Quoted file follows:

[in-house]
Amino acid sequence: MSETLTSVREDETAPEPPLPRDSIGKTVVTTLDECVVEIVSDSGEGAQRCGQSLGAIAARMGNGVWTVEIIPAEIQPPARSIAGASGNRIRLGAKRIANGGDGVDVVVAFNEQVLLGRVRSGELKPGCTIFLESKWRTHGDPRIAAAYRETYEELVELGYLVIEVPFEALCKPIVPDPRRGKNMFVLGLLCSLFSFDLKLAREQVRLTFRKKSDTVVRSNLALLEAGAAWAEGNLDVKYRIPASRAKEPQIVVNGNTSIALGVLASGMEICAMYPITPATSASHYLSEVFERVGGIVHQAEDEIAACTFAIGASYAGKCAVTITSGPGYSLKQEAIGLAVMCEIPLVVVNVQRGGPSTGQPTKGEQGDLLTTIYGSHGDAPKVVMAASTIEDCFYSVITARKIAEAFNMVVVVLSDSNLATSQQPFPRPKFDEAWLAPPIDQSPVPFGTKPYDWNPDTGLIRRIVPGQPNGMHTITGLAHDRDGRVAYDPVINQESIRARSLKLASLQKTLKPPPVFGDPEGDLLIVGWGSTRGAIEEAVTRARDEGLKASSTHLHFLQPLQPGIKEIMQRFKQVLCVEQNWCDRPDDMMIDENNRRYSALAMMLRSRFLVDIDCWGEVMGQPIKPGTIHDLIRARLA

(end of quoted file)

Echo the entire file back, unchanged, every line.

[in-house]
Amino acid sequence: MSETLTSVREDETAPEPPLPRDSIGKTVVTTLDECVVEIVSDSGEGAQRCGQSLGAIAARMGNGVWTVEIIPAEIQPPARSIAGASGNRIRLGAKRIANGGDGVDVVVAFNEQVLLGRVRSGELKPGCTIFLESKWRTHGDPRIAAAYRETYEELVELGYLVIEVPFEALCKPIVPDPRRGKNMFVLGLLCSLFSFDLKLAREQVRLTFRKKSDTVVRSNLALLEAGAAWAEGNLDVKYRIPASRAKEPQIVVNGNTSIALGVLASGMEICAMYPITPATSASHYLSEVFERVGGIVHQAEDEIAACTFAIGASYAGKCAVTITSGPGYSLKQEAIGLAVMCEIPLVVVNVQRGGPSTGQPTKGEQGDLLTTIYGSHGDAPKVVMAASTIEDCFYSVITARKIAEAFNMVVVVLSDSNLATSQQPFPRPKFDEAWLAPPIDQSPVPFGTKPYDWNPDTGLIRRIVPGQPNGMHTITGLAHDRDGRVAYDPVINQESIRARSLKLASLQKTLKPPPVFGDPEGDLLIVGWGSTRGAIEEAVTRARDEGLKASSTHLHFLQPLQPGIKEIMQRFKQVLCVEQNWCDRPDDMMIDENNRRYSALAMMLRSRFLVDIDCWGEVMGQPIKPGTIHDLIRARLA